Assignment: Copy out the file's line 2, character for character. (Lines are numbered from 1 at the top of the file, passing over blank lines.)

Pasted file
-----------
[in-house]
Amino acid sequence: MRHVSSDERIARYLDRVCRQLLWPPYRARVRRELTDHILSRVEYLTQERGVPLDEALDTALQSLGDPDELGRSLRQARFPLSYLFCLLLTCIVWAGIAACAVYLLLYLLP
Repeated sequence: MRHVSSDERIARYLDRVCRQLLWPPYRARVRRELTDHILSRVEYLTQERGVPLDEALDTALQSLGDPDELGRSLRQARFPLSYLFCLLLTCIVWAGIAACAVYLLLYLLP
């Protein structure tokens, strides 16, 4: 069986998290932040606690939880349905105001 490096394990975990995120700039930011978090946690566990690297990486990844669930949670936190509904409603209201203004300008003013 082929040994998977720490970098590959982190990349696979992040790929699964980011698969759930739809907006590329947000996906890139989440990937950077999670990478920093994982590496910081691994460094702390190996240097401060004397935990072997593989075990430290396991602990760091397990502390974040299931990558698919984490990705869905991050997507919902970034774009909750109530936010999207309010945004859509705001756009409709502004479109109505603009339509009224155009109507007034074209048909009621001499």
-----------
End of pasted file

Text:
Amino acid sequence: MRHVSSDERIARYLDRVCRQLLWPPYRARVRRELTDHILSRVEYLTQERGVPLDEALDTALQSLGDPDELGRSLRQARFPLSYLFCLLLTCIVWAGIAACAVYLLLYLLP